This panoramic account of 1776 chronicles the other revolutions unfolding that year across North America, far beyond the British colonies.
In 1776, Thomas Paine published
, the Continental Congress declared independence, and Washington crossed the Delaware. We are familiar with these famous moments in American history, but we know little about the extraordinary events occurring that same year far beyond the British colonies. In this distinctive history, Claudio Saunt tells an intriguing, largely untold story of an immense and restless continent connected in surprising ways.
In that pivotal year, the Spanish established the first European colony in San Francisco and set off a cataclysm for the region’s native residents. The Russians pushed into Alaska in search of valuable sea otters, devastating local Aleut communities. And the British extended their fur trade from Hudson Bay deep into the continent, sparking an environmental revolution that transformed America’s boreal forests.
While imperial officials in distant Europe maneuvered to control lands they knew almost nothing about, America''s indigenous peoples sought their own advantage. Creek Indians navigated the Caribbean to explore trade with Cuba. The Osages expanded their dominion west of the Mississippi River, overwhelming the small Spanish outposts in the area. And the Sioux advanced across the Dakotas. One traditional Sioux history states that they first seized the Black Hills, the territory they now consider their sacred homeland, in 1776. "Two nations were born that year," Saunt writes. The native one would win its final military victory at the Battle of Little Bighorn one hundred years later.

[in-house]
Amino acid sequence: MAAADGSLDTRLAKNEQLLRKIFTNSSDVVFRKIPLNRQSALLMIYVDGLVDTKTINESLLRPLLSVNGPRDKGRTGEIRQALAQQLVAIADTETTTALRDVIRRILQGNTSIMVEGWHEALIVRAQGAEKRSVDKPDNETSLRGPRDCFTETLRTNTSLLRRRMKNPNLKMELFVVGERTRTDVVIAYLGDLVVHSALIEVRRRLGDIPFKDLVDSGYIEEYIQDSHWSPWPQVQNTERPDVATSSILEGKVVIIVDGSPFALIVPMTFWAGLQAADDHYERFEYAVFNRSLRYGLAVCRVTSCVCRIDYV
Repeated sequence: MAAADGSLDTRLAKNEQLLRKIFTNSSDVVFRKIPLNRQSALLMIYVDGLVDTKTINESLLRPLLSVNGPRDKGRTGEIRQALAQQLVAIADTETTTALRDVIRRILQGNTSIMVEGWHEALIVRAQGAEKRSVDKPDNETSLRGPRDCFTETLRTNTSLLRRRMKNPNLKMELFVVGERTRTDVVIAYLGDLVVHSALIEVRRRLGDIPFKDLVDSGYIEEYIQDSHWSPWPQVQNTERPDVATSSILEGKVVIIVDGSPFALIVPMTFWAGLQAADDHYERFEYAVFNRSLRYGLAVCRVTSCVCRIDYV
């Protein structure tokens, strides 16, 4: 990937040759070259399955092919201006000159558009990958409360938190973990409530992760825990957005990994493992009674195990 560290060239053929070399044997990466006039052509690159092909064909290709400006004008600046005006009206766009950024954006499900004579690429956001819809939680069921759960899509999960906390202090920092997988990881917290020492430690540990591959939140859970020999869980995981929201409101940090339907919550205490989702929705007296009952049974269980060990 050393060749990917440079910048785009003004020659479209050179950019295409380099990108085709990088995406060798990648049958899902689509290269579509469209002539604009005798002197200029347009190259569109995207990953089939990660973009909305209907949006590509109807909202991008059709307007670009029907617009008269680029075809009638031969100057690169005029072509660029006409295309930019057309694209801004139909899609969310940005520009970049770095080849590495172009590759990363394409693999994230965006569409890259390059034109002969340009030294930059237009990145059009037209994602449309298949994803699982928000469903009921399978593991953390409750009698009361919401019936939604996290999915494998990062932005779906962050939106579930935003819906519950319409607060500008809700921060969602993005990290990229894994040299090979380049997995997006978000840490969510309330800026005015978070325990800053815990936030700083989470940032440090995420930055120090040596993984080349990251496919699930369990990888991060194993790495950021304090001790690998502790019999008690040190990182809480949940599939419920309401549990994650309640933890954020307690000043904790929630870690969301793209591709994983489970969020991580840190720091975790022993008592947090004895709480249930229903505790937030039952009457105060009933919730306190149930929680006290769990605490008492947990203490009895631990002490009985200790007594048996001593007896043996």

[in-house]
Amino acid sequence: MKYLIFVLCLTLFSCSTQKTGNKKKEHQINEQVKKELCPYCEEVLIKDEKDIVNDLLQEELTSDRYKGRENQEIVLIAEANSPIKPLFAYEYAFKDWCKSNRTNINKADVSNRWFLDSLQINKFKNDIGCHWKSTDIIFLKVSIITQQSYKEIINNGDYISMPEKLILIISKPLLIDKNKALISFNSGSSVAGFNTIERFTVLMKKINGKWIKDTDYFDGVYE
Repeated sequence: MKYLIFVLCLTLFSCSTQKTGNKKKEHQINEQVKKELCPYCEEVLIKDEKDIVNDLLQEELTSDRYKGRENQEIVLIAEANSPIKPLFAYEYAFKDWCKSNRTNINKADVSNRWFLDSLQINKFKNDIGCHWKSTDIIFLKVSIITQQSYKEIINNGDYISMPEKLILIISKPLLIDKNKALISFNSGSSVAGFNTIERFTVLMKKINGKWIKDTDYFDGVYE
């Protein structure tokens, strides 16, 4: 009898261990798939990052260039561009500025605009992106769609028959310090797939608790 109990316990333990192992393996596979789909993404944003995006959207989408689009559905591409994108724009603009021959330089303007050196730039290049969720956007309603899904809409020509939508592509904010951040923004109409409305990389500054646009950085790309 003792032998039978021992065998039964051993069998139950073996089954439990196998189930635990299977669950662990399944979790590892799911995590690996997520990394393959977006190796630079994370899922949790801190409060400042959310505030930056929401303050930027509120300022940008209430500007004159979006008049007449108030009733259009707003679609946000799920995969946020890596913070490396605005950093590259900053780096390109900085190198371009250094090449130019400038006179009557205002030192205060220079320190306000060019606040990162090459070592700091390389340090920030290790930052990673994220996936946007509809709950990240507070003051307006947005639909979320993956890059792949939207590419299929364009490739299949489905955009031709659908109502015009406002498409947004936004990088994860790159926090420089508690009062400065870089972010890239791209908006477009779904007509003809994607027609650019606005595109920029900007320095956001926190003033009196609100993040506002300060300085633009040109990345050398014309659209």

From the Aleutian Islands to the Gulf Coast and across the oceans to Europe’s imperial capitals, Saunt’s masterfully researched narrative reveals an interconnected web of history that spans not just the forgotten parts of North America but the entire globe.
Richly illustrated, with maps that reenvision a familiar landscape, West of the Revolution explores a turbulent continent in a year of many revolutions.
22 illlustrations, 15 maps
The year 1776 was momentous and, as Saunt’s innovative survey shows, not only for American colonists rebelling against the British Empire. Beyond the Appalachian Mountains, events were in motion that would influence what peoples and powers would control North America. Geographically staged in nine regions of the continent, Saunt’s narratives broadly concern themselves with native peoples’ reactions to territorial expansions by European powers. On the Pacific coast, Russia advanced south from the Aleutian Islands, and Spain probed north from Mexico, with deleterious consequences for indigenous groups. Inland, the Lakota Sioux were migrating toward the Black Hills of modern South Dakota; the Osage of Missouri coped with the Spanish and British presence along the Mississippi River; and in the Southeast, the Creeks strove to obtain Spanish support against Americans expanding from Georgia. Saunt ably integrates local geographical and climatic conditions into the anxieties and actions of imperial officials on the scene while exhibiting insight into the predicaments faced by the pertinent Indian tribes. Taking uncommon perspectives, Saunt’s accounts will fascinate readers interested in the colonial history of North America. --Gilbert Taylor
"An engaging, original, and thought-provoking book on what was happening on the American continent in 1776 outside of our traditional line of sight. The result is a fascinating new look at the most familiar of years."